Editor's Note: This article is from the April issue of Progressive Investor, our sustainable investing newsletter.
by Rona Fried
Nuclear energy is fast coming back into favor. Citizens around the world are feeling the heat of global warming and are succumbing to politicians' (backed by the nuclear industry) cries that nuclear is the "only" answer - and besides, it's "safe and clean." Countries around the world are planning a nuclear renaissance - even some of the most respected environmental leaders are nodding their heads in that direction.
Our leaders tell us we have no choice - the world will demand 51% more energy by 2030 predicts the International Energy Agency in Paris. If we were to supply that with oil and coal, we would face a CO2 nightmare. They tell us renewables like wind and solar can't meet that demand, natural gas is too expensive and hydropower taps out at 20%. All that's left is nuclear.
I spoke on a panel at a conference last week. One of the people in the audience said he would never be in favor of having "ugly" wind turbines all over the place. Would having nukes all over the place be better? He wouldn't have to see them.
A 2005 European Union poll found that 60% of respondents accepted lowering greenhouse gas emissions through nuclear and saw it as a clean way to reduce dependence on oil, up from 41% in 2003.
There are 442 nuclear plants operating in 31 countries, according to the International Atomic Energy Agency in Vienna. Most of them are in the U.S. where 103 plants supply almost 20% of the electricity. France follows with 59, then Japan, with 55. Nuclear supplies 16% of the world's electricity - the rest comes mostly from burning coal, oil and natural gas.
29 new plants have permission to go-ahead - 100 more are in government development plans for the next three decades. India and China are rushing to build dozens of reactors each; even Persian Gulf oil states are planning for them.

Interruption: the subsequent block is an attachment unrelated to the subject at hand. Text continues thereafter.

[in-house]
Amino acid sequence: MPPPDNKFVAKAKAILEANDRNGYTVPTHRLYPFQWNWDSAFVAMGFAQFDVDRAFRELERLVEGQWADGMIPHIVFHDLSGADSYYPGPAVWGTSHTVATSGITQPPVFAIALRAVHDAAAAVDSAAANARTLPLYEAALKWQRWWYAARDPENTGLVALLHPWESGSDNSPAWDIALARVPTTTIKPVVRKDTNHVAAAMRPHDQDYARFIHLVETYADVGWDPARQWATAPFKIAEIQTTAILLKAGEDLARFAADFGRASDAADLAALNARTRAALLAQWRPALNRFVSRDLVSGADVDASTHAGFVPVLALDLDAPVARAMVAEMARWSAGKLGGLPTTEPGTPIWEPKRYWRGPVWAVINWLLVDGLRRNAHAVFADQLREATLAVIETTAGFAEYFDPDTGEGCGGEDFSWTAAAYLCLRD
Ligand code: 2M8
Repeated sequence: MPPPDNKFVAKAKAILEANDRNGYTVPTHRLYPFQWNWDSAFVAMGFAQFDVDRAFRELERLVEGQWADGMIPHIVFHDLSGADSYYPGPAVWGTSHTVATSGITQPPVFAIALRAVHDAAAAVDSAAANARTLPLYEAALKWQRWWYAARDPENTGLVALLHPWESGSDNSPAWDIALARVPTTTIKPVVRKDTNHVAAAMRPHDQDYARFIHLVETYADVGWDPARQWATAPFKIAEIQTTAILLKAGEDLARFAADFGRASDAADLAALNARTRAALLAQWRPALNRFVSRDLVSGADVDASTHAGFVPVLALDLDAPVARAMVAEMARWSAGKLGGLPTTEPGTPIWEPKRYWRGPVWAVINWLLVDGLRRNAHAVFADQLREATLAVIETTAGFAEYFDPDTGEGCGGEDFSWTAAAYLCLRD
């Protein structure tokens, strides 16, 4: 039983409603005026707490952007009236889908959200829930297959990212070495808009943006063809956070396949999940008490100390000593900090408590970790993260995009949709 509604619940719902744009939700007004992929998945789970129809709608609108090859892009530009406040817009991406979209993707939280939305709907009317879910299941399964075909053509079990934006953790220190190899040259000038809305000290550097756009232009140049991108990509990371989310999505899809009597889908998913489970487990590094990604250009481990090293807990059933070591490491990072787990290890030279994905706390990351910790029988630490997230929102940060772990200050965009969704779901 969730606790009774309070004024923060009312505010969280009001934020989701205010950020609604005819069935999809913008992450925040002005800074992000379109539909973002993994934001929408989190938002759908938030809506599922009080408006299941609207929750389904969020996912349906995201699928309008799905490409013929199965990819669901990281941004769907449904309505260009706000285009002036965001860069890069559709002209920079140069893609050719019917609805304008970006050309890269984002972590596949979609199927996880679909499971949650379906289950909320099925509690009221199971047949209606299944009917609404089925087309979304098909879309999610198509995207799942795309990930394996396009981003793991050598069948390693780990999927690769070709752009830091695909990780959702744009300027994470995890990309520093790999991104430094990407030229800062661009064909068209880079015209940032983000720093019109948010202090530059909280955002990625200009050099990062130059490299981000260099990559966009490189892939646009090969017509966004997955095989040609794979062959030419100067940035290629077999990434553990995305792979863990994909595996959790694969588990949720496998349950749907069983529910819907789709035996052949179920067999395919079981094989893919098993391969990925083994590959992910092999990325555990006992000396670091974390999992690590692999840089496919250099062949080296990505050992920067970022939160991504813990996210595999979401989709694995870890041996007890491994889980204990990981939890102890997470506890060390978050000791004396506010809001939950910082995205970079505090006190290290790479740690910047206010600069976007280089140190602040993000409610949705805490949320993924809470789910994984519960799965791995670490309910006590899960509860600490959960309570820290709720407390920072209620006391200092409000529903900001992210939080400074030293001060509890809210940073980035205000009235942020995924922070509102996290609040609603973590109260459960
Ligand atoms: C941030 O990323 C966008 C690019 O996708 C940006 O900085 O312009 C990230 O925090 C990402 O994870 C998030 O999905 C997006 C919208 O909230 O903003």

In the U.S., the Bush Administration's new budget calls for a 5% increase in federal spending on renewable energy (energy ($60M increase, total: $1.2B), a 38% increase for nuclear (total: $874.2M) and 33% for fossil fuels. The President asked for nearly $500M for the Yucca Mountain waste dump alone. Then there's the Global Nuclear Energy Partnership which would put the U.S. into the nuclear technology business. Bush requested $405M to sell nuclear fuel to nations that can't manufacture it on their own.
The first U.S. Early Site Permit - which fast tracks nuclear plant approvals - was awarded to Exelon Generation Company's Illinois site this year. Finland is building a giant new nuclear reactor, the first in Europe in 15 years.
Before we jump on the nuke bandwagon, accepting a "simple" solution to a complex problem of how to supply energy, let's look deeper.
How Realistic is Nuclear?
The Rocky Mountain Institute (RMI), the esteemed nonprofit long led by Amory Lovins, has made the case for energy efficiency and hybrid cars for 30 years. To build enough nuclear plants to satisfy the IEA's projected energy demands, RMI says, a new plant would need to be built every 2.4 days, at a cost of $525 billion each year.
That's impossible, but even if we somehow managed to do it, greenhouse emissions would continue to rise because nuclear only provides electricity, which accounts for a third of fossil-fuel use.
RMI points out that nuclear construction costs are always higher than projected. But even at a typical $4-5 billion per plant, a building spree would drain so much capital that the very economic growth that's driving energy demand in the first place would slow or even stop. Debt levels in the Third World would double.
Leaders assure us the dangers of Three Mile Island and Chernobyl are behind us - plants "are so much safer now." Even if that's true, building all those new plants has to raise the risk, doesn't it?
All the known problems with nuclear energy would be exacerbated: intractable, dangerous wastes, vulnerability to terrorism, and threats to public health.
Leading scientists tell us we have 10 years to reduce emissions dramatically to avoid the worst consequences of climate change. Every day we emit greenhouse gases, we pay a "procrastination penalty" because mitigating or adapting to climate change becomes harder and more expensive.
It takes an average of five years to build one nuclear power plant (and clean-coal power plants). Many renewable energy technologies, on the other hand, can be deployed in less than a year.